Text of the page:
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Two men killed in shooting outside Swedish nightclub

Two men have died after being shot outside a nightclub in central Norrköping in southeastern Sweden.

Two men killed in shooting outside Swedish nightclub
Police and an ambulance at the scene outside a Norrköping night club. Photo: Niklas Luks / TT

Police first received reports of a shooting at 1.20am, and when they arrived at the scene they found two men with severe injuries. Both victims, aged 40 and 45, died later in the night, and their relatives have been informed.

Several areas of the town centre were cordoned off early on Thursday morning for technical investigation.

“We have around ten patrols at the scene at the moment,” said police press spokesperson Thomas Agnevik shortly after 3am. “There are several witnesses who saw things and we have spoken with some of them.”

No other people were injured in the shooting, but several windows at a nearby restaurant were damaged. 

And a man in his 20s was injured in a shooting in Katrineholm, about 50 kilometres north of Norrköping, on the same night. He was described as seriously injured but in a stable condition.

Swedish police recently announced a 'special national incident' to look into violent crime in Sweden, with the aim of reducing the number of explosions and shootings. This means that a temporary task force is set up to focus solely on the specified problem, and is given extra powers to make decisions and allocate resources to facilitate investigation and crime prevention.

Sweden's crime and homicide rates are both low when compared with many other countries, and previous decades in Sweden. But while the overall murder rate has not changed much in Sweden, the proportion of murders where a gun was used, and the proportion that are linked to gang violence, have risen over the past decade.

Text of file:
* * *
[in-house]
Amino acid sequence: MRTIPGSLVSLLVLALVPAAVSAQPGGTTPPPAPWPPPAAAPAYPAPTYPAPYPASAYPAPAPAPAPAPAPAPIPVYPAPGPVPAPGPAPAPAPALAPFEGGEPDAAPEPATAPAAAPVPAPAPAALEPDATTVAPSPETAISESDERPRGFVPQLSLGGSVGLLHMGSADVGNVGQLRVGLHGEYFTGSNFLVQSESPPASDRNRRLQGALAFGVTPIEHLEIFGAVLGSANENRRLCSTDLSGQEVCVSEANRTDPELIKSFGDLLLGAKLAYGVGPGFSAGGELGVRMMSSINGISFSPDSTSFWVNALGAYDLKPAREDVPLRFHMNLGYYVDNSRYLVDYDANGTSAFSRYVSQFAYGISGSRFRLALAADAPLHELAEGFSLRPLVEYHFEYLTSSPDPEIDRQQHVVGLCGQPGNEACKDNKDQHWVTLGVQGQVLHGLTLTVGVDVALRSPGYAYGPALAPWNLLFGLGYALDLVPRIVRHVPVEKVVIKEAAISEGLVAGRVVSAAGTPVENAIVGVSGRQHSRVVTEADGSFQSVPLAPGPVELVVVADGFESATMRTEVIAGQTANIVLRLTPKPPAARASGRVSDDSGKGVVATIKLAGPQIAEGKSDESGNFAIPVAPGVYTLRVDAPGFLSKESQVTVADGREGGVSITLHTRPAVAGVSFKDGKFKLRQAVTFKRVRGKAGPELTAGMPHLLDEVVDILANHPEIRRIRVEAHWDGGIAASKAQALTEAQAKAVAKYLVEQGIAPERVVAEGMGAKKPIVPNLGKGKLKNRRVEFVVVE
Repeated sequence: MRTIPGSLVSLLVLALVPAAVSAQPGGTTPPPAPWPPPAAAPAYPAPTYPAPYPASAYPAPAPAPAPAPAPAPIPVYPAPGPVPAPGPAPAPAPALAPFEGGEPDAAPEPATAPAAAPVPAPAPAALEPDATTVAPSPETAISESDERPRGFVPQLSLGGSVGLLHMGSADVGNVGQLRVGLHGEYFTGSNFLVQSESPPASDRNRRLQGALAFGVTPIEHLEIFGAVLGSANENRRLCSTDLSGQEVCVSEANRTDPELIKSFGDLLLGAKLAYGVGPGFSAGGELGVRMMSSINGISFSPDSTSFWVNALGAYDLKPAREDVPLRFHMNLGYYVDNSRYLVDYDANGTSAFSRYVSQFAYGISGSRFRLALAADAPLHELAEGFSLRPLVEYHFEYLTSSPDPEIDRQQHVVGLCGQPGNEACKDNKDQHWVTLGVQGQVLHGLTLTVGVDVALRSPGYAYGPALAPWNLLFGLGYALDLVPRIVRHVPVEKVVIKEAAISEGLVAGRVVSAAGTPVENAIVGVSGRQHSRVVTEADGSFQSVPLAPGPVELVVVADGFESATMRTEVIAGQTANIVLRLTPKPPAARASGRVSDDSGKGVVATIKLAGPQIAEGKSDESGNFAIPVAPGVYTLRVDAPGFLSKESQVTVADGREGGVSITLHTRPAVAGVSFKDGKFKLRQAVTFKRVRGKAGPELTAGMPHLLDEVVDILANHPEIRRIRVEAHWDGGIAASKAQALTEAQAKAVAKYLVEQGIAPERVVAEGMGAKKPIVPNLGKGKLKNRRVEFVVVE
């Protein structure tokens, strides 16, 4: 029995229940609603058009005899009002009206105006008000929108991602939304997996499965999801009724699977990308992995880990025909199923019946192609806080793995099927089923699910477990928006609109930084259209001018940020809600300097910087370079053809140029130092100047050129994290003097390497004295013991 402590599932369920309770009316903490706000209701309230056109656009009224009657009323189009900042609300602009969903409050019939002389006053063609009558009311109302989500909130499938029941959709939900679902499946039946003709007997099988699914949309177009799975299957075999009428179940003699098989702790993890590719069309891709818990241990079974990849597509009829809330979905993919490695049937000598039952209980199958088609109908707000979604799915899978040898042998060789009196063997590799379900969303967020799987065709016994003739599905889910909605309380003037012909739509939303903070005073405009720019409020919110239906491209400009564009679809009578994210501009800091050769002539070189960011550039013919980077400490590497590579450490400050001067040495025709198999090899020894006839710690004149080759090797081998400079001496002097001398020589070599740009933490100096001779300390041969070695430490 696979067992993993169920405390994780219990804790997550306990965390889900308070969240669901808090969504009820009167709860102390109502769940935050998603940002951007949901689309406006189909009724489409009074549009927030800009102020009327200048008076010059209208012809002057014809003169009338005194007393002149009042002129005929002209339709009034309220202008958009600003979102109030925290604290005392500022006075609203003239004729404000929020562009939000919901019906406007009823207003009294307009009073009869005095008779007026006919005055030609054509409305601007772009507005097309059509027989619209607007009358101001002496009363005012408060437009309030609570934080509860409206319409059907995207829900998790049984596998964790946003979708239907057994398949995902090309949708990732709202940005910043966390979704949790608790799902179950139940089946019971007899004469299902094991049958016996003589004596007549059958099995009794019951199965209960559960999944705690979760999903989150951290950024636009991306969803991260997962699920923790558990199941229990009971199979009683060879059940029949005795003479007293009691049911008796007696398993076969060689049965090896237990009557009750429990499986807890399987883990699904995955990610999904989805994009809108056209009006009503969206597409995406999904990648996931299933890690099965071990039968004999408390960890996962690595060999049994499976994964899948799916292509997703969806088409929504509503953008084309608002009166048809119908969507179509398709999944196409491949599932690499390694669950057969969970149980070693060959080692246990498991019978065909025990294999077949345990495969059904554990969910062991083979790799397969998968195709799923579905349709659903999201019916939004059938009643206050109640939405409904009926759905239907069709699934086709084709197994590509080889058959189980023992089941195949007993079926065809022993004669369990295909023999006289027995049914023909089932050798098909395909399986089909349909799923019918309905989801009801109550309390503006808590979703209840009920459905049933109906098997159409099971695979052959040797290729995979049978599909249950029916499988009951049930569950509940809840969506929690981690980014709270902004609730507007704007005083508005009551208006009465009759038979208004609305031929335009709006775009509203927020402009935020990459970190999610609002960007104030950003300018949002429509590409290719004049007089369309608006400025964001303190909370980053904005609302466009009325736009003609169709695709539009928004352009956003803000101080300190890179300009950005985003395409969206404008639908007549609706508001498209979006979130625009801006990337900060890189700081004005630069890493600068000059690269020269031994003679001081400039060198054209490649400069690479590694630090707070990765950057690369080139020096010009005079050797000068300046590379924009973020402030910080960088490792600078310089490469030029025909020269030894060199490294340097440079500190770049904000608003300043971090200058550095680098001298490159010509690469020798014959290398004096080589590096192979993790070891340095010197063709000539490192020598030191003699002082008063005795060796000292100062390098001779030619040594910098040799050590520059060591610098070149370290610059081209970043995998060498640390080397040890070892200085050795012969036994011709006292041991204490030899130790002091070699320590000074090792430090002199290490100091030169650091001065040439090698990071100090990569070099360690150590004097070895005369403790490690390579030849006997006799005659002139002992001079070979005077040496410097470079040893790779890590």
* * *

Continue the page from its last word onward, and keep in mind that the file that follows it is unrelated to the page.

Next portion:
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CRIME

Swedish Green leader: ‘Easter riots nothing to do with religion or ethnicity’

The riots that rocked Swedish cities over the Easter holidays were nothing to do with religion or ethnicity, but instead come down to class, the joint leader of Sweden's Green Party has told The Local in an interview.

Swedish Green leader: 'Easter riots nothing to do with religion or ethnicity'

Ahead of a visit to the school in Rosengård that was damaged in the rioting, Märta Stenevi said that neither the Danish extremist Rasmus Paludan, who provoked the riots by burning copies of the Koran, nor those who rioted, injuring 104 policemen, were ultimately motivated by religion. 

“His demonstration had nothing to do with religion or with Islam. It has everything to do with being a right extremist and trying to to raise a lot of conflict between groups in Sweden,” she said of Paludan’s protests. 

“On the other side, the police have now stated that there were a lot of connections to organised crime and gangs, who see this as an opportunity to raise hell within their communities.”

Riots broke out in the Swedish cities of Malmö, Stockholm, Norrköping, Linköping and Landskrona over the Easter holidays as a result of Paludan’s tour of the cities, which saw him burn multiple copies of the Koran, the holy book of Islam. 

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More than 100 police officers were injured in the riots, sparking debates about hate-crime legislation and about law and order. 

According to Stenevi, the real cause of the disorder is the way inequality has increased in Sweden in recent decades. 

“If you have big chasms between the rich people and poor people in a country, you will also have a social upheaval and social disturbance. This is well-documented all across the world,” she says. 
 
“What we have done for the past three decades in Sweden is to create a wider and wider gap between those who have a lot and those who have nothing.” 

 
The worst way of reacting to the riots, she argues, is that of Sweden’s right-wing parties. 
 
“You cannot do it by punishment, by adding to the sense of outsider status, you have to start working on actually including people, and that happens through old-fashioned things such as education, and a proper minimum income, to lift people out of their poverty, not to keep them there.”

This, she says, is “ridiculous”, when the long-term solution lies in doing what Sweden did to end extreme inequality at the start of the 20th century, when it created the socialist folkhem, or “people’s home”. 

“It’s easy to forget that 100 to 150 years ago, Sweden was a developing country, with a huge class of poor people with no education whatsoever. And we did this huge lift of a whole nation. And we can do this again,” she says. “But it needs resources, it needs political will.” 
 
 
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